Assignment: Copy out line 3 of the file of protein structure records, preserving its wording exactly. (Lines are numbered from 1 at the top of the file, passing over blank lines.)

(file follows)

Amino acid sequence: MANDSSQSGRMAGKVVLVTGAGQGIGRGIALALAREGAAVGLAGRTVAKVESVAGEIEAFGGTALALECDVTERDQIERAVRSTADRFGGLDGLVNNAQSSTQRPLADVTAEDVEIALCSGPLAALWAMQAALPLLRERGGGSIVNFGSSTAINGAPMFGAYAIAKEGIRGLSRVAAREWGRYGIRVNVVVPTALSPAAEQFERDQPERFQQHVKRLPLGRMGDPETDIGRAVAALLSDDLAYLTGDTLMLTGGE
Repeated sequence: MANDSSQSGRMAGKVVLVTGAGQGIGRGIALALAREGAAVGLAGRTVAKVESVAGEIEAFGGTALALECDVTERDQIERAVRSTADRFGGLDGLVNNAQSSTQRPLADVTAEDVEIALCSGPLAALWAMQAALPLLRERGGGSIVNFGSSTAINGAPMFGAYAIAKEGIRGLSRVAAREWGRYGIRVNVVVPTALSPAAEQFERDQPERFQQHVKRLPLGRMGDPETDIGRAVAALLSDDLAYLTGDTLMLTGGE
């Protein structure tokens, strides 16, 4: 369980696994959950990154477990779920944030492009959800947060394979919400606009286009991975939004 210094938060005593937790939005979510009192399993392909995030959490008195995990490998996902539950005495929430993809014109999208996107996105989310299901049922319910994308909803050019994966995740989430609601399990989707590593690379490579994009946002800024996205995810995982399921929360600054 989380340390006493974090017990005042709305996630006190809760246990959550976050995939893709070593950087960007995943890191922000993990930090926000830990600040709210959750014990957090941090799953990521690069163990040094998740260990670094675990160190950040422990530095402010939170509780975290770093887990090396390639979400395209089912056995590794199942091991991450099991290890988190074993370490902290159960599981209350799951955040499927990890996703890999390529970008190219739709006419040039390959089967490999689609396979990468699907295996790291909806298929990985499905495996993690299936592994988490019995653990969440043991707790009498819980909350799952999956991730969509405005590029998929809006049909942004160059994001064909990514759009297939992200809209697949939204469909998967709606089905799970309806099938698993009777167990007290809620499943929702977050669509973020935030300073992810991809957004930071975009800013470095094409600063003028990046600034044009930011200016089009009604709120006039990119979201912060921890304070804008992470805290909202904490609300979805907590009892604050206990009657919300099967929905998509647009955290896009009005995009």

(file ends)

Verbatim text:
């Protein structure tokens, strides 16, 4: 369980696994959950990154477990779920944030492009959800947060394979919400606009286009991975939004 210094938060005593937790939005979510009192399993392909995030959490008195995990490998996902539950005495929430993809014109999208996107996105989310299901049922319910994308909803050019994966995740989430609601399990989707590593690379490579994009946002800024996205995810995982399921929360600054 989380340390006493974090017990005042709305996630006190809760246990959550976050995939893709070593950087960007995943890191922000993990930090926000830990600040709210959750014990957090941090799953990521690069163990040094998740260990670094675990160190950040422990530095402010939170509780975290770093887990090396390639979400395209089912056995590794199942091991991450099991290890988190074993370490902290159960599981209350799951955040499927990890996703890999390529970008190219739709006419040039390959089967490999689609396979990468699907295996790291909806298929990985499905495996993690299936592994988490019995653990969440043991707790009498819980909350799952999956991730969509405005590029998929809006049909942004160059994001064909990514759009297939992200809209697949939204469909998967709606089905799970309806099938698993009777167990007290809620499943929702977050669509973020935030300073992810991809957004930071975009800013470095094409600063003028990046600034044009930011200016089009009604709120006039990119979201912060921890304070804008992470805290909202904490609300979805907590009892604050206990009657919300099967929905998509647009955290896009009005995009």